ATLANTIC CITY, NJ — What’s better, 12 or 13 SEER? Many in the industry have offered their opinions. Now the engineers have voiced theirs.

The symposium “Methods and Effects of Improving Efficiency of Unitary Equipment to Meet New Energy Efficiency Requirements,” held at the 2002 American Society of Heating, Refrigerating and Air-Conditioning Engineers (ASHRAE) Winter Meeting, discussed the cost and benefit tradeoffs of moving to 12- or 13-SEER equipment, and described an improved heat pump design and modulating blower/compressor strategies for comfort control.


Moderator Piotr Domanski, Ph.D., National Institute of Standards and Technology (NIST), introduced the first speaker, Gregory Rosenquist of Lawrence Berkeley National Laboratory, who talked about “Consumer Life-Cycle Cost Impact of Energy Efficiency Standards for Residential-Type Central Air Conditioners and Heat Pumps.”

Life-cycle calculation (LCC) is an analysis that Lawrence Berkeley conducted on a representative set of buildings for the Department of Energy (DOE). Rosenquist said that 90% of the equipment studied was residential, the remainder commercial.

For a typical split-system air conditioner, the baseline manufacturing cost for 10, 11, 12, and 13 SEER, he stated, was $394 in each case. For installed cost, markups were what varied as you moved up to 13 SEER.

Looking at operating expenses, there was a 1% increase in repair costs for 11-, 12-, and 13-SEER equipment. Maintenance did not vary as the efficiency level increased. The compressor failed on average in the 14th year.

Examining energy price trends, Rosenquist said to expect energy costs to flatten out over time after 2006.

In determining the percentage of consumers who would benefit from 12 vs. 10 SEER as opposed to 13 vs. 10 SEER, with 12 SEER there is an increase in cost of $344; with 13 SEER, cost increases by $530. Therefore, for 12 SEER, 51% of consumers see the LCC benefit; for 13 SEER, 45% see the LCC benefit.

He concluded that, for air conditioning units, research showed that 12 SEER looked good for consumers because most benefit, but 13 is not attractive because it negatively impacts consumers. For heat pumps, however, the research indicated that both 12 and 13 SEER look attractive.


The next speaker, John Richardson Jr., P.E., of the Tennessee Valley Authority (TVA), talked about a new development: “A Frostless Heat Pump.” He said that Oak Ridge National Laboratory approached TVA to see if a method could be devised to retard the growth of frost in air-source heat pumps cost effectively. Richardson emphasized that the new methodology is not frost-free.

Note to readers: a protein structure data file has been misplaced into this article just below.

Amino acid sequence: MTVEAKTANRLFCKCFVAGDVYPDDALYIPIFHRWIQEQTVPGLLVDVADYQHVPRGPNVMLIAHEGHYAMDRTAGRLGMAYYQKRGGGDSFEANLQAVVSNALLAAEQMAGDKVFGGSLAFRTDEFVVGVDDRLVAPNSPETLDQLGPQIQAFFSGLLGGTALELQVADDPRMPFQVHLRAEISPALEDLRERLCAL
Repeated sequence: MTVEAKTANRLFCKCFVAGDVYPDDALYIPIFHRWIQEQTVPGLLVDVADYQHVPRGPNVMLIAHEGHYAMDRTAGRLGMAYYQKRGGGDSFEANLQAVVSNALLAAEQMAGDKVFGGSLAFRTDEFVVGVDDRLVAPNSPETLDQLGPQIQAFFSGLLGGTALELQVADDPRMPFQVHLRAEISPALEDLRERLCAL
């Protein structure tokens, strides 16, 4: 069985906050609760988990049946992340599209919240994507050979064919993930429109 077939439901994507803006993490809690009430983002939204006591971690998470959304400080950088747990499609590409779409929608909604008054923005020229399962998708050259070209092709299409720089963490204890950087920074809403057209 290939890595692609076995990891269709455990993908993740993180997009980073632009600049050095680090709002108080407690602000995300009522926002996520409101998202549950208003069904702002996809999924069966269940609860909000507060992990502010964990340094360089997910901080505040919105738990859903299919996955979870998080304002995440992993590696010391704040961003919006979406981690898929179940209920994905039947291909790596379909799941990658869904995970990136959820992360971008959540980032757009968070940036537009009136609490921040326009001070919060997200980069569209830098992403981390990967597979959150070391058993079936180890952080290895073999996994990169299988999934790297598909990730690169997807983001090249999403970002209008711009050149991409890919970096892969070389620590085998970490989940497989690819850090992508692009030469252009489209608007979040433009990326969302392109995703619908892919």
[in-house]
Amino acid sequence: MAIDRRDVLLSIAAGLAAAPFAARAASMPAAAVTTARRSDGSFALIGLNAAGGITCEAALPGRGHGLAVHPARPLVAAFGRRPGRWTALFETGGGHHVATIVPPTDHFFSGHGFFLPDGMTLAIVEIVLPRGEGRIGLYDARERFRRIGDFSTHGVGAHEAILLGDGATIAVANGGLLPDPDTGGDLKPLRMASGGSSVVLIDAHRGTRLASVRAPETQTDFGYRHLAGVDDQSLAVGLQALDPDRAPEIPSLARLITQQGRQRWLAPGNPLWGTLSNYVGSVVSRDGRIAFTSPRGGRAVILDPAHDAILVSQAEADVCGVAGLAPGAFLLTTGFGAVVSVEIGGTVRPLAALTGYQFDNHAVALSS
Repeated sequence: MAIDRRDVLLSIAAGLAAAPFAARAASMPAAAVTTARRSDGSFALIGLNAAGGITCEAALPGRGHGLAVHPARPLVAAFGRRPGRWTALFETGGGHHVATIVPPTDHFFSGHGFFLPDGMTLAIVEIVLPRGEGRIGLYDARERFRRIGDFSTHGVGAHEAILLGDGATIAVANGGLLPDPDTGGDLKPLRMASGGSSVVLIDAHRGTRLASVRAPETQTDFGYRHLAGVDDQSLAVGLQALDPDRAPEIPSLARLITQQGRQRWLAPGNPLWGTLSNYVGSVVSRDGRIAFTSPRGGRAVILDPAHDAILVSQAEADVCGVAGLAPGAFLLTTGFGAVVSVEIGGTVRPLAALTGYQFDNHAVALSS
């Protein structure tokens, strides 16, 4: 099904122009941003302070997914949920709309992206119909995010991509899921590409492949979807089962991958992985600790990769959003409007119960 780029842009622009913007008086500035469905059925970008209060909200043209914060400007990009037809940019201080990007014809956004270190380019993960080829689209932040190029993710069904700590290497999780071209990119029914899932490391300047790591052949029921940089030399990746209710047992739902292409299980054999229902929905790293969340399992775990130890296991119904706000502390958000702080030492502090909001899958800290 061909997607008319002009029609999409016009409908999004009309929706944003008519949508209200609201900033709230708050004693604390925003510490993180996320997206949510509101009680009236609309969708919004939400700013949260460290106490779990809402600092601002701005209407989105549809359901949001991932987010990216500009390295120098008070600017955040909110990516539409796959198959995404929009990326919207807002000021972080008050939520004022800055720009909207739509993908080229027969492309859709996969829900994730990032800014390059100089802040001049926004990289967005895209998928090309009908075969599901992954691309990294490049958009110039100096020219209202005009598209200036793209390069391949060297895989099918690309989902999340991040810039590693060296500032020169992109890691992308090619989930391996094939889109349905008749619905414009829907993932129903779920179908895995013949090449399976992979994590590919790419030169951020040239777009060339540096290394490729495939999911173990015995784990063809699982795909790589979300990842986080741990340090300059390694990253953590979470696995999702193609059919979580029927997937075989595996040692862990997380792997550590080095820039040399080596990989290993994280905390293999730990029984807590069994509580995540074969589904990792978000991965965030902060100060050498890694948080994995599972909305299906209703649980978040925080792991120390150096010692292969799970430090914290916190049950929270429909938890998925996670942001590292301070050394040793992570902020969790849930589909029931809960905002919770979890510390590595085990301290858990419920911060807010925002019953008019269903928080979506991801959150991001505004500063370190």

Current solutions, he said, are to reduce supply airflow, add resistance heat, use variable speed, or apply a new refrigerant mix. All of these result in higher cost.

The new operational scheme adds a moderate amount of heat for a warmer supply air temperature, which serves to reduce defrosting by a factor of five, stated Richardson. And this was accomplished cost efficiently.

Showing sample photos of a conventional heat pump and one with the new technology, he pointed out that a conventional unit will frost up in a test chamber over time. After 90 min, the whole unit was shown covered with frost. After 90 min with the new technology, there was minimal frost on the unit.

He concluded that this project validated experimentally a technology that reduced defrost cycles and improved indoor comfort, and was also cost efficient.


Clark Hubbard, a professor at the University of Illinois, then discussed “Modulating Blower and Compressor Capacities for Efficient Comfort Control.” He said that there are two approaches for air conditioning:

1. Handle sensible and latent loads separately.

2. Modulate refrigerant flow.

The test unit was an R-410A system operating in a mild, humid baseline condition, which is a tough dehumidification application, Hubbard noted. The system was in a single-family residence, running with varying blower and compressor speeds.

A slower airflow means more air to move. Going from 500 to 200 cfm, system energy efficiency at 200 cfm provides only about an 8% improvement. However, there is a substantial comfort improvement, going from 61% to 57% rh.

When you reduce blower speed at normal compressor speed on hot days, the primary benefit is reduced indoor humidity. The energy savings are small.

When you reduce blower speed at low compressor speed on moderate days, you save energy. Airflow of 400 cfm saves the most energy.

He concluded that you can increase energy efficiency by reducing temperature lift, mainly on the high side. This requires a variable-speed blower to maintain comfort. Substantial energy savings are available, he said, but as a college professor, he doesn’t know what the cost is.

Publication date: 03/18/2002